So Canadians have a lot to do to improve their unsavioury image.

    Comment by FarEasterner — February 25, 2010 @ 3:32 AM | Reply

    • Wow. I don’t really have anything against Canadians. I just thought they were doing a lame job with the Olympics, and wanted to make a point that Americans like countries who sit by quietly and don’t bother them. In fact, I think some Americans believe Canada is ours. Seriously, every time a Canadian wins an event, the U.S. announcers scream, “Another with for the North Americans!” All their medals are ours too, it seems… Also, I had a Canadian stalker. It gets worse: I had a Canadian stalker who dumped me! I thought this was something that could only happen to me, but there was recently a 30Rock episode in which a cast member was dumped by her stalker. So, I guess this happens. Too strange. Also, I don’t understand why they insist on calling them “Canada geese” and not “Canadian geese.” The Canucks are anti-adjective. It’s very frustrating. It also seems their country should be called “Canadia” rather than “Canada.” Otherwise, we should call them “Canadans” rather than “Canadians.” People from American are not called “Americians.” But I don’t have strong feelings about Canada in general. In fact, their hockey team just beat Russia, so they may have the last laugh.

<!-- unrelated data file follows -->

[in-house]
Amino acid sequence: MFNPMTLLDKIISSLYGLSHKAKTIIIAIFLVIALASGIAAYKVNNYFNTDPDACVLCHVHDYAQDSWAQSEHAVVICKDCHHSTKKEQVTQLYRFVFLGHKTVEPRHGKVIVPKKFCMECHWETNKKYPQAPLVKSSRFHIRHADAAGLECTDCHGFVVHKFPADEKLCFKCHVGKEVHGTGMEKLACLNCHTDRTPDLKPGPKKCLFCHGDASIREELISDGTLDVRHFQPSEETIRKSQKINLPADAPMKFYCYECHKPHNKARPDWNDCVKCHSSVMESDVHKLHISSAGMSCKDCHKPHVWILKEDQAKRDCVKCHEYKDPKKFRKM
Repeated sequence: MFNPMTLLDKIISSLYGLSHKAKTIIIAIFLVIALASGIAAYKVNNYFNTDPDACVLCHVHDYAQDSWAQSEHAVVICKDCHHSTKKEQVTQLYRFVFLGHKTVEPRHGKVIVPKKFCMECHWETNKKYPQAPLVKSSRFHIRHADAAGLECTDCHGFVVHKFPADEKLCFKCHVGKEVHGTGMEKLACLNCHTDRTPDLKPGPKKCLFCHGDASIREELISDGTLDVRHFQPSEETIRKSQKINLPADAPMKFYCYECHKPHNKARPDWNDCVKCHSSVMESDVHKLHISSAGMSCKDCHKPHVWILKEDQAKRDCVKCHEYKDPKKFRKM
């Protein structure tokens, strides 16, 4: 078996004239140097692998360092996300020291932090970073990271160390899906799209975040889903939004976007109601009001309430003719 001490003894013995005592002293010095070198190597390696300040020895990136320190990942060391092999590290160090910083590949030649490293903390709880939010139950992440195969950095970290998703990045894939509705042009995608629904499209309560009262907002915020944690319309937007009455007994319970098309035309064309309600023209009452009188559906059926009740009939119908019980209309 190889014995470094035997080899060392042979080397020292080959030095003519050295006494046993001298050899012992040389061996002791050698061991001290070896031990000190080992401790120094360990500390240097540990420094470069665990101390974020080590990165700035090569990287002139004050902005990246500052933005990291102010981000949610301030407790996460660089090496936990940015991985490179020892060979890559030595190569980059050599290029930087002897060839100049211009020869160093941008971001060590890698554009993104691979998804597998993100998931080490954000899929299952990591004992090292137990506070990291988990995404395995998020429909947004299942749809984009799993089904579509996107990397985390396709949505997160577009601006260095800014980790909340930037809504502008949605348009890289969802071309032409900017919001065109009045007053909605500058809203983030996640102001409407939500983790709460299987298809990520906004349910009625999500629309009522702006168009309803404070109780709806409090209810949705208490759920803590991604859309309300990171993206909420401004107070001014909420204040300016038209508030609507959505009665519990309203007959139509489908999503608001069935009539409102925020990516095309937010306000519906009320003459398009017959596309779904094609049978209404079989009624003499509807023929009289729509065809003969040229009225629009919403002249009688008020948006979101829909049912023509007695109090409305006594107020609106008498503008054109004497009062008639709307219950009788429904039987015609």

OTOH, the U.S. beat Switzerland, so I am laughing too. 😉

      Comment by poemless — February 25, 2010 @ 11:00 AM | Reply

  6. well if canadian press would regularly publish articles like “America is a piece of shit wrapped in cabbage leafs” you would definitely feel stronger about Canadian press.

    returning to the survey you had quoted i found surprising how positive Americans feel about Russia. 47% is actually not bad at all. Years of Putin and Bush’s regimes and anti-Western propaganda in the Russian media unfortunately resulted in stronger anti-Western feelings in Russia. I don’r read Russian press or follow opinion polls, but here –

    http://www.heritage.org/Research/PublicDiplomacy/bg2373.cfm

    – Ariel Cohen quotes two polls by Pew and BBC: “According to a Pew Foundation 2009 public opinion poll, 62 percent of Russians regard the influence of the United States as bad, compared to 15 percent who regard it as good.[12] Likewise, a BBC poll found that 65 percent of Russians have a negative opinion of the United States, 7 percent have a positive opinion, and 28 percent remain undecided.”

    Comment by FarEasterner — February 26, 2010 @ 10:22 AM | Reply